The reproduing amplifier 10 is responsive to reproducing signals from the record/reproduce head 9. The output signal of the amplifier 10 is fed via the above-mentioned connecting line 18 to the solenoid control circuit 14 built in the radio receiver 2. The detecting circuit 13 included in the solenoid control circuit 14 may be a comparator 13, and the switching transistor Tr1 is arranged to be responsive to the output signal from the detecting circuit 13. The solenoid control circuit 14 is powered by the second power source B2 as indicated by a dotted line. The switching transistor Tr1 is of n-p-n type and its collector is connected to the pin 30 of FIG. 3 so that the collector will be connected to one terminal of the solenoid 12 when the tape recorder engages the radio receiver 2. The emitter of the switching transistor Tr1 is grounded, and the base is connected to the output terminal of the detecting circuit 13.
In addition to the above, the tape recorder portion A comprises a recording amplifier and a headphone amplifier, while the radio receiver portion B comprises a radio tuner and a power amplifier, but these circuits are not directly related to the present invention, and thus they are not shown.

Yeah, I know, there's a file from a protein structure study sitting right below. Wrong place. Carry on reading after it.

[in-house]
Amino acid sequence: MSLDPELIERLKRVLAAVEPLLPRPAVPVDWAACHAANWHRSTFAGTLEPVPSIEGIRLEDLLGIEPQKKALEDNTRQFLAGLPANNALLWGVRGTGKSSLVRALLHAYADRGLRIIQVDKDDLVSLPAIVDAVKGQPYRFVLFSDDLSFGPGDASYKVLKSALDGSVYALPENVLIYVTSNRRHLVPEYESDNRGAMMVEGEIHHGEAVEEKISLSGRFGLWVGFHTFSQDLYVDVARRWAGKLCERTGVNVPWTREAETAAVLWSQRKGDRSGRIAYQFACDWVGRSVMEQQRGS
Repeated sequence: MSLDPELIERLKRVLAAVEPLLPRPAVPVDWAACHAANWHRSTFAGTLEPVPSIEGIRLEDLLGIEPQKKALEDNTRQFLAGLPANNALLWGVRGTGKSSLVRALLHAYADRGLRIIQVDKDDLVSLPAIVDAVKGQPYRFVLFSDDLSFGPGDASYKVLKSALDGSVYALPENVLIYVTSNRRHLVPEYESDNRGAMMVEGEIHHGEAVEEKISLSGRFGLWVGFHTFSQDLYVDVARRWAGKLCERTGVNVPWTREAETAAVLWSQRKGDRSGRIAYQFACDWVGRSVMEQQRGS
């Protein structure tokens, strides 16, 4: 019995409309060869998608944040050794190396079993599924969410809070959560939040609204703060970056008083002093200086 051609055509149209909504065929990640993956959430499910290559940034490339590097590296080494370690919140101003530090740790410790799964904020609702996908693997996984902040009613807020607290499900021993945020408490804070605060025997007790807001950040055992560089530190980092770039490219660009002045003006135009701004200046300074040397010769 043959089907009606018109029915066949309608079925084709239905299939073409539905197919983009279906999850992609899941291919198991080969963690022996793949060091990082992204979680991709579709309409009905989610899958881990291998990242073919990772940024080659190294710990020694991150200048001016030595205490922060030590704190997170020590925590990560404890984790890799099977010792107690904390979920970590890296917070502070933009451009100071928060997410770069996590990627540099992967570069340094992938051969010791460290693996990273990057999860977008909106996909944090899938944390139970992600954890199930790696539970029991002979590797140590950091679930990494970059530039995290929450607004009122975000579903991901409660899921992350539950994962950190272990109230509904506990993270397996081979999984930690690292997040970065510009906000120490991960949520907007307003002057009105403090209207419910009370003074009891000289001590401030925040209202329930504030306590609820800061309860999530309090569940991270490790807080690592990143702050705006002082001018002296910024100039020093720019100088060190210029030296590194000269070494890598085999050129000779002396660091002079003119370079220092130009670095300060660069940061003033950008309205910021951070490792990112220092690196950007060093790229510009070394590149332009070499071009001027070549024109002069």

The music scanning circuit according to the present invention operates as follows. When the tape recorder 1 is used by itself, namely when the tape recorder 1 is disengaged from the radio receiver 2, music scanning cannot be performed. The tape recorder 1 is powered by the first power source B1 to function as a portable tape recorder which is capable of monaural recording, streophonic playback with a headphone, fast forwarding, and rewinding. When the tape recorder 1 engages the radio receiver 2, the first switch S1 is switched automatically so that the motor 11 is powered by the second power source B2 in place of the first power source B1. Assuming that the playback button (PLAY) and the fast forward or rewing button (FF, or REW) are simultaneously depressed, the second switch S2 is closed. Thus fast playback is started causing the head 9 to pickup signals indicative of the reproduced information of music prerecorded in the cassette tape. The reproduced signal is fed via the amplifier 10, and the connecting line 18 to the detecting circuit 13 of the solonoid control circuit 14. The outplut signal level from the amplifier 10 is compared with a reference voltage which is close to zero volt. As long as information is picked up by the head 9, the output signal level does not fall to zero. Therefore, the detecting circuit 13 produces a high level output signal which renders the switching transistor Tr1 conductive. As a result, the solenoid 12 is energized to move the plunger 12P thereof in a locking position for locking the fast forward or rewind button (FF or REW). Therefore, the prerecorded information is played back at a high speed. When a no-signal portion between two consecutive music or information pieces comes, the output signal level from the head 9 suddenly drops to substantially zero. Therefore, the output signal level of the detecting circuit 13 turns low rendering the switching transistor Tr1 nonconductive. As a result, the solenoid 12 is deenergized to unlock the fast forward or rewind button (FF or RW). Accordingly, fast playback is terminated. At this time, it is noted that the playback button (PLAY) is still locked by the mechanical locking mechanism 50 of FIG. 4, and therefore, playback is continuously kept. Namely, as soon as the no-signal portion is detected, the tape recorder 1 is put in normal playback mode from the fast playback mode. Therefore, a subsequent piece of information or music will be reproduced at normal speed from the beginning. If the reproduced information piece is not one desired by the user, the fast forward or rewind button (FF or RW) may be depressed again to continue music search.